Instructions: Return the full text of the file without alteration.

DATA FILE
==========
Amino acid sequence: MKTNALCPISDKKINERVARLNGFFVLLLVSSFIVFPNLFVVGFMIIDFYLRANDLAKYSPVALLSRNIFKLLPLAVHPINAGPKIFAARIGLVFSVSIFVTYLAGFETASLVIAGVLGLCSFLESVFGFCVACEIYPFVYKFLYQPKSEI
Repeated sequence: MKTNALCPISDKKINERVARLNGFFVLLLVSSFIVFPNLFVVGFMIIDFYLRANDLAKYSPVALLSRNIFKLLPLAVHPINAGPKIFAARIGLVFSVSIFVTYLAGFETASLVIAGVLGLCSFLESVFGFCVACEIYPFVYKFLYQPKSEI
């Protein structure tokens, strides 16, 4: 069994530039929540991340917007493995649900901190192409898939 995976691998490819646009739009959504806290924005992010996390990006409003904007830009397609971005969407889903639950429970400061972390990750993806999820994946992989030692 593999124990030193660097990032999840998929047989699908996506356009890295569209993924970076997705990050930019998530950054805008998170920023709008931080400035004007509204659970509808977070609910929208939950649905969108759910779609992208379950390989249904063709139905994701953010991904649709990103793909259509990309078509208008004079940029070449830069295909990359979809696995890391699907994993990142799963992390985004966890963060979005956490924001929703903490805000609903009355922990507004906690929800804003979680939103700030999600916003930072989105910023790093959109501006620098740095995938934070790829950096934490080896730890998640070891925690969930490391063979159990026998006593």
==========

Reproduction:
Amino acid sequence: MKTNALCPISDKKINERVARLNGFFVLLLVSSFIVFPNLFVVGFMIIDFYLRANDLAKYSPVALLSRNIFKLLPLAVHPINAGPKIFAARIGLVFSVSIFVTYLAGFETASLVIAGVLGLCSFLESVFGFCVACEIYPFVYKFLYQPKSEI
Repeated sequence: MKTNALCPISDKKINERVARLNGFFVLLLVSSFIVFPNLFVVGFMIIDFYLRANDLAKYSPVALLSRNIFKLLPLAVHPINAGPKIFAARIGLVFSVSIFVTYLAGFETASLVIAGVLGLCSFLESVFGFCVACEIYPFVYKFLYQPKSEI
């Protein structure tokens, strides 16, 4: 069994530039929540991340917007493995649900901190192409898939 995976691998490819646009739009959504806290924005992010996390990006409003904007830009397609971005969407889903639950429970400061972390990750993806999820994946992989030692 593999124990030193660097990032999840998929047989699908996506356009890295569209993924970076997705990050930019998530950054805008998170920023709008931080400035004007509204659970509808977070609910929208939950649905969108759910779609992208379950390989249904063709139905994701953010991904649709990103793909259509990309078509208008004079940029070449830069295909990359979809696995890391699907994993990142799963992390985004966890963060979005956490924001929703903490805000609903009355922990507004906690929800804003979680939103700030999600916003930072989105910023790093959109501006620098740095995938934070790829950096934490080896730890998640070891925690969930490391063979159990026998006593």